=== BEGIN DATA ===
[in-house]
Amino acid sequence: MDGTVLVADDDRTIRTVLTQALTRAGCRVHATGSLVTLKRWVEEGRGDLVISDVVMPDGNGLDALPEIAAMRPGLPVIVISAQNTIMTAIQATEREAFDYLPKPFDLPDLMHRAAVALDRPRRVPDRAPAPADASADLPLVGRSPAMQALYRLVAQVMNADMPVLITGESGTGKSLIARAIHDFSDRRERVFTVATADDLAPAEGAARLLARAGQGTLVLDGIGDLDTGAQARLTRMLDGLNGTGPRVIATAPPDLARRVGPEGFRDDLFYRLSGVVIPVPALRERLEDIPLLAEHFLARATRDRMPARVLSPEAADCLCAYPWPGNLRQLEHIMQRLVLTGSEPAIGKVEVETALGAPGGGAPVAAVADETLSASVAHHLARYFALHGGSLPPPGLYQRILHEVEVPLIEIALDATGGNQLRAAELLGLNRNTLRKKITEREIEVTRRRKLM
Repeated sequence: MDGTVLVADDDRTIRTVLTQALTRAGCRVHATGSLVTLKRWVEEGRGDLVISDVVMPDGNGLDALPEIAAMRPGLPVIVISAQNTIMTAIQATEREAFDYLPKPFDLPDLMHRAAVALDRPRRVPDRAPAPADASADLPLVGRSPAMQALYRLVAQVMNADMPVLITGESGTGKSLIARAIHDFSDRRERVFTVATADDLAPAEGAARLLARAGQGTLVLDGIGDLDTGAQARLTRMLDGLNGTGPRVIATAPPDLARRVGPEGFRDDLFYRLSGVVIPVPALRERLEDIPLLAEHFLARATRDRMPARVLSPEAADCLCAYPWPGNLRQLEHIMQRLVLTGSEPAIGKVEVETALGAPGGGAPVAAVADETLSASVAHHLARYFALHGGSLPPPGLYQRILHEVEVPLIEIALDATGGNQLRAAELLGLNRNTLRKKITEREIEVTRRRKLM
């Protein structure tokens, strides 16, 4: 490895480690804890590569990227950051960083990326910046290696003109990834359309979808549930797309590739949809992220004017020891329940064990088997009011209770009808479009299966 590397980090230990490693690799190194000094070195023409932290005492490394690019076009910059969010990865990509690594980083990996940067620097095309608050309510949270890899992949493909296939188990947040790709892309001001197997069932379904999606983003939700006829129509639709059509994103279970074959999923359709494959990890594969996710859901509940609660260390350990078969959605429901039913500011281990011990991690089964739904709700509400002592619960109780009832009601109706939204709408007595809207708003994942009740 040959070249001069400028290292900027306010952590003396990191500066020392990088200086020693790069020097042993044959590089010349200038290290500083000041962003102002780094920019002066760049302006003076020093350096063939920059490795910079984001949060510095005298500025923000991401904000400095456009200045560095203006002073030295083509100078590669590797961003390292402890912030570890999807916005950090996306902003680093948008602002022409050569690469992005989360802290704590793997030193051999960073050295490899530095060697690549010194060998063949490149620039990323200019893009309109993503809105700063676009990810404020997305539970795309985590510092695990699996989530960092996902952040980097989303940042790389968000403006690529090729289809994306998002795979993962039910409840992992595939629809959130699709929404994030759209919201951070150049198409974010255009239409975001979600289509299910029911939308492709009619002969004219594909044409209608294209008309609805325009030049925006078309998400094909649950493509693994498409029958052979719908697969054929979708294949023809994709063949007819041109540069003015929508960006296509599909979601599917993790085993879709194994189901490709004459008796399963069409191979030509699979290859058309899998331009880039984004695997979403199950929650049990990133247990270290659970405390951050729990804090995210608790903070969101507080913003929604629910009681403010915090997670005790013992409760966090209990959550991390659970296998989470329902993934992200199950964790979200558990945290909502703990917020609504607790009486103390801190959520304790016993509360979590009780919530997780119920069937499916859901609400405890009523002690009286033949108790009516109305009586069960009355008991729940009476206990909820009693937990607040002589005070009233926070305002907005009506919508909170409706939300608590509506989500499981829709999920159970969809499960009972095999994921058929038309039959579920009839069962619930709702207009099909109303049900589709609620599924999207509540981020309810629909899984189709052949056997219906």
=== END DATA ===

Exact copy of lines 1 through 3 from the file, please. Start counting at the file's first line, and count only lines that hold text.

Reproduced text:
[in-house]
Amino acid sequence: MDGTVLVADDDRTIRTVLTQALTRAGCRVHATGSLVTLKRWVEEGRGDLVISDVVMPDGNGLDALPEIAAMRPGLPVIVISAQNTIMTAIQATEREAFDYLPKPFDLPDLMHRAAVALDRPRRVPDRAPAPADASADLPLVGRSPAMQALYRLVAQVMNADMPVLITGESGTGKSLIARAIHDFSDRRERVFTVATADDLAPAEGAARLLARAGQGTLVLDGIGDLDTGAQARLTRMLDGLNGTGPRVIATAPPDLARRVGPEGFRDDLFYRLSGVVIPVPALRERLEDIPLLAEHFLARATRDRMPARVLSPEAADCLCAYPWPGNLRQLEHIMQRLVLTGSEPAIGKVEVETALGAPGGGAPVAAVADETLSASVAHHLARYFALHGGSLPPPGLYQRILHEVEVPLIEIALDATGGNQLRAAELLGLNRNTLRKKITEREIEVTRRRKLM
Repeated sequence: MDGTVLVADDDRTIRTVLTQALTRAGCRVHATGSLVTLKRWVEEGRGDLVISDVVMPDGNGLDALPEIAAMRPGLPVIVISAQNTIMTAIQATEREAFDYLPKPFDLPDLMHRAAVALDRPRRVPDRAPAPADASADLPLVGRSPAMQALYRLVAQVMNADMPVLITGESGTGKSLIARAIHDFSDRRERVFTVATADDLAPAEGAARLLARAGQGTLVLDGIGDLDTGAQARLTRMLDGLNGTGPRVIATAPPDLARRVGPEGFRDDLFYRLSGVVIPVPALRERLEDIPLLAEHFLARATRDRMPARVLSPEAADCLCAYPWPGNLRQLEHIMQRLVLTGSEPAIGKVEVETALGAPGGGAPVAAVADETLSASVAHHLARYFALHGGSLPPPGLYQRILHEVEVPLIEIALDATGGNQLRAAELLGLNRNTLRKKITEREIEVTRRRKLM